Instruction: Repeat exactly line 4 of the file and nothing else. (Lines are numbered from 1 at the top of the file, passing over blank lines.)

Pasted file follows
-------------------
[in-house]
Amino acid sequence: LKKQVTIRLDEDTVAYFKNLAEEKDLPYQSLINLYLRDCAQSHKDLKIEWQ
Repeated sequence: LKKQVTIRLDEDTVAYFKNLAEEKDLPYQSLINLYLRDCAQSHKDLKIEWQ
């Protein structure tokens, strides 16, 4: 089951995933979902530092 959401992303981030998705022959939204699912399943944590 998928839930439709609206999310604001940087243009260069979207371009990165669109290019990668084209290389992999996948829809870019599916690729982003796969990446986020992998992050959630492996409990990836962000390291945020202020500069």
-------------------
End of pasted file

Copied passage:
């Protein structure tokens, strides 16, 4: 089951995933979902530092 959401992303981030998705022959939204699912399943944590 998928839930439709609206999310604001940087243009260069979207371009990165669109290019990668084209290389992999996948829809870019599916690729982003796969990446986020992998992050959630492996409990990836962000390291945020202020500069």